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Letters to the Editor 01/20/16

Sugar Land Apartment Policy

Last night amidst a passionate audience at Sugar Land City Hall, I spoke before the Planning and Zoning Commission on how to best handle the ongoing situation with planned development as it relates to multifamily housing. I simply called on them to adopt a formula for determining such development (since a 200-unit cap is too arbitrary and does not actually solve the zoning crisis the city is facing), reminded them of how difficult it would have been for folks in the 900 apartments Newland proposed to walk to a grocery store (you would have to cross a ditch, a One-Lane roundabout and a residential neighborhood to reach Kroger), and urged the P&Z to act carefully in planning such development given the long-term failures of the many complexes in Gulfton that were hastily built in the 1970s without regards to quality.

Now I will admit my statements weren’t necessarily perfect, and I’m sure Toastmasters would be knocking on my door any moment! But as a young professional, an active concerned citizen, a proud Dulles and UHV grad, and resident of a multi-generational household who has explored branching out into one of these newer multifamily developments for reasons I cannot state on a public forum, I find myself on my own private island. It is very important that city leaders find balance in planning quality use of our land when it comes to attracting corporations, tourists and retailers that fit Sugar Land’s upscale demographics. But we cannot do it at the expense of taxpayers who moved into the city for the quality of life that this city has worked hard to accomplish. And yes, many of the folks who spoke last night on both sides of the coin do indeed have valid concerns.

It is time for the City Council and P&Z to stop playing catch-up with places like The Woodlands and Katy, whose leaders have actually learned how to balance the concerns of all their stakeholders (and I don’t mean the ridiculous stadium Katy ISD proposed that voters actually rejected). It is time for the City to grow up and come to grips with reality, because the last thing Sugar Land needs is a city without a zoning plan, and no one wants a Sugar Land with no distinct land use strategy or platform for championing high-quality development that will attract desirable demographics to our housing stock, attract corporations and small business incubators that help reduce our property tax burden, and attract retailers and restaurants that actually fit our city’s demographics and create jobs for young folks trying to feed their families and build up their work ethic.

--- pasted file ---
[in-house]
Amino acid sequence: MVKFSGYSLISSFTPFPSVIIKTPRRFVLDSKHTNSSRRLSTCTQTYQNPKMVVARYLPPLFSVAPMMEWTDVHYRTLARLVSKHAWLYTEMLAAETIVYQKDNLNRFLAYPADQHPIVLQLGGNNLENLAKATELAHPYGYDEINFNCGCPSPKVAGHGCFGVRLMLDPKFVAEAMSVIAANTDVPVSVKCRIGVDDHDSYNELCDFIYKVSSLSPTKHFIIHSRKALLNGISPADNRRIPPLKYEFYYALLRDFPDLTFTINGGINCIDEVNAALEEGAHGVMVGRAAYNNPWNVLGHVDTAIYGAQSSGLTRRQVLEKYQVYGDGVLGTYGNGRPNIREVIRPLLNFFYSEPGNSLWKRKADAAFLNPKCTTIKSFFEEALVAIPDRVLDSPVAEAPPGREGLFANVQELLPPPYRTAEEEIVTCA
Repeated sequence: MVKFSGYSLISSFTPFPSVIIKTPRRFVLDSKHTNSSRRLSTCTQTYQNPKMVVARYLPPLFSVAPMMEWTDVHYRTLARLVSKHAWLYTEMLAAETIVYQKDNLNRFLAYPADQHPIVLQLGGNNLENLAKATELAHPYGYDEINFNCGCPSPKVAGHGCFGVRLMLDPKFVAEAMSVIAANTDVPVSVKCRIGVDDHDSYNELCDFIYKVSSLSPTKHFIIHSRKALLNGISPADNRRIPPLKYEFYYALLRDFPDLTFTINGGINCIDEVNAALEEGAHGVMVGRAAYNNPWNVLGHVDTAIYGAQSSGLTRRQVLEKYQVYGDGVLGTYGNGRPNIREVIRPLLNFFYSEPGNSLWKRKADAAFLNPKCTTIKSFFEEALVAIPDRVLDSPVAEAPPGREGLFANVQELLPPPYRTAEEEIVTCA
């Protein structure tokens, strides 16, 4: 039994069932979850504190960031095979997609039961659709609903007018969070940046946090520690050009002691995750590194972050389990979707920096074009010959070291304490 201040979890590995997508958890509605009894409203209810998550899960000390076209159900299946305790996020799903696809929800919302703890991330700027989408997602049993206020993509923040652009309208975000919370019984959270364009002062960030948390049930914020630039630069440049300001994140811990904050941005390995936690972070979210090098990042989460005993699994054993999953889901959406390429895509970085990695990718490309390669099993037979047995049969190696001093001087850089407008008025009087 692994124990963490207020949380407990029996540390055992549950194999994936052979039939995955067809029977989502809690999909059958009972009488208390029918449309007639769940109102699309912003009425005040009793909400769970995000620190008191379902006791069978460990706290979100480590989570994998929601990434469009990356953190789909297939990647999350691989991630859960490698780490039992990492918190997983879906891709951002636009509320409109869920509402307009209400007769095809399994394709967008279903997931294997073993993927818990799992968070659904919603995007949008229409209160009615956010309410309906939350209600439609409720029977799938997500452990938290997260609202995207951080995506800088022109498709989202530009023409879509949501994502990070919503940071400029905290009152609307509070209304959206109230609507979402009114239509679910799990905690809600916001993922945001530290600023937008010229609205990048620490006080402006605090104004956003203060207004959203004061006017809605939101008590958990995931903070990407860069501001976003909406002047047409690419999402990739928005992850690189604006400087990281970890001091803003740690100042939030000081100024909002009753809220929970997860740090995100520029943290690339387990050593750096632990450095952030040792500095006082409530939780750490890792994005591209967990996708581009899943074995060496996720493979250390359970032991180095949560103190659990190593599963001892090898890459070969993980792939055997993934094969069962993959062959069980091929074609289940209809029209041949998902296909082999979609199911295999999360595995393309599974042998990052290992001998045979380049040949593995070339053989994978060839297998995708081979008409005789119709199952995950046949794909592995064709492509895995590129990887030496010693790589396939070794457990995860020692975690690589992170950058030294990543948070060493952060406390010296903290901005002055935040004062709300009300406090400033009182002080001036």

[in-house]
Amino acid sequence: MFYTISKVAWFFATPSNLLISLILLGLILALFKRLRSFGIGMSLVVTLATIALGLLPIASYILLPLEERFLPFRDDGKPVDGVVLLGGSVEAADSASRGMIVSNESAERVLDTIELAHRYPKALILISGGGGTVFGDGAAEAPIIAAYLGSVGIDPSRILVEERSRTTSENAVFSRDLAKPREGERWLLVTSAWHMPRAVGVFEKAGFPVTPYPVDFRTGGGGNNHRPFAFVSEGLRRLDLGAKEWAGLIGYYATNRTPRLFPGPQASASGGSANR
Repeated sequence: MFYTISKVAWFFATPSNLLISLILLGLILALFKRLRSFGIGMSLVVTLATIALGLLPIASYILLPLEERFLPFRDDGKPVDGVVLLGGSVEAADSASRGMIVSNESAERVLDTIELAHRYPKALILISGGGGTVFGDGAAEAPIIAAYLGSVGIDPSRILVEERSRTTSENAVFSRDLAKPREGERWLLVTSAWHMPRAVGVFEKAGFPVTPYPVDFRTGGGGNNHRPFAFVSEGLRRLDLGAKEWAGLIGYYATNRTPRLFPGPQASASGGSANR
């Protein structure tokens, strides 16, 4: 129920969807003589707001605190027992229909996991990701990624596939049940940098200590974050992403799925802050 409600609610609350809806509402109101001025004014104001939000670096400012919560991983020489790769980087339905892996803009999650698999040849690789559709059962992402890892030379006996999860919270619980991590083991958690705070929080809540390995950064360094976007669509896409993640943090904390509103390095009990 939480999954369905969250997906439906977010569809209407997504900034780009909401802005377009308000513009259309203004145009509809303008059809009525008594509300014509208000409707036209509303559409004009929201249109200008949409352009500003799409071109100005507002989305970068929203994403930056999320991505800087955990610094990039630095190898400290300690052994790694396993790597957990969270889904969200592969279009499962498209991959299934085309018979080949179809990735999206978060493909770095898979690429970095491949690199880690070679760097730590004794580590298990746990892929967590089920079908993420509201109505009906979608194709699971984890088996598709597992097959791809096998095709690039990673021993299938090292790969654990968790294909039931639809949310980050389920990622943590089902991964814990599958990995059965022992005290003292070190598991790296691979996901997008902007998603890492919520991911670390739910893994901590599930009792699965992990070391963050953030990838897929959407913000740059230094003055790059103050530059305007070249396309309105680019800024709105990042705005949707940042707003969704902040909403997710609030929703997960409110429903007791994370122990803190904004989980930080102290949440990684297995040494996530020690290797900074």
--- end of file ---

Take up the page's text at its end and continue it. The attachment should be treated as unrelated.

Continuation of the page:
The time for punting the ball is over. Sugar Land is on the clock, and it’s time for them to convert on fourth down and make that big leap into the future before it’s too late.

–Kyle Stanley

Sugar Land Development

Kudo’s to Ms. Barot for getting this right. It’s refreshing to see a “journalist” who gives the facts, to the point, unparsed and unbiased. Truth of the matter is that the city is now attempting to change the number of signers on a referendum petition from 30% of the “number of people who voted in the last election” to 15% of the “total number of registered voters”. The justification for this is to “make it easier” to do the math. Can anyone say “5th grade” boys and girls? Smoke and mirrors comes to mind here as 15% sounds like a much smaller number than 30%. Should be a no brainer for most folks at first glance right? However, 15% of 47,000 is much greater than 30% of 6,700. (47,000 being total number of registered voters and 6700 being the approximate number of individuals voting in the last election) To all thinking voters, this is a very obvious attempt to marginalize the ability of the citizens to petition for change in anything having to do with the city govt. Interestingly enough, this comes on the heels of a petition that was recently signed by the citizens to stop the city’s attempts to make changes to the code to allow for the ultimate “urbanization” of the city of Sugar Land, which has built a its reputation as a suburban city. In short, the changes city made would have allowed Newland Properties, or any other developer to build any number of apartments, anywhere the Planning and Zoning (unelected committee) recommended, and the city then rubber stamped. Open records requests show campaign contributions to several councilmembers from the developers, so does this surprise anyone? Does Houston come to mind here? Thanks Subhrata. Keep up the good work.

–Randy Taylor


A good article to read. It felt good to hear that you are bringing the fresh food. Freshness really matters when it comes to the taste. That’s why I love in with Thai food.

–Albert Allen

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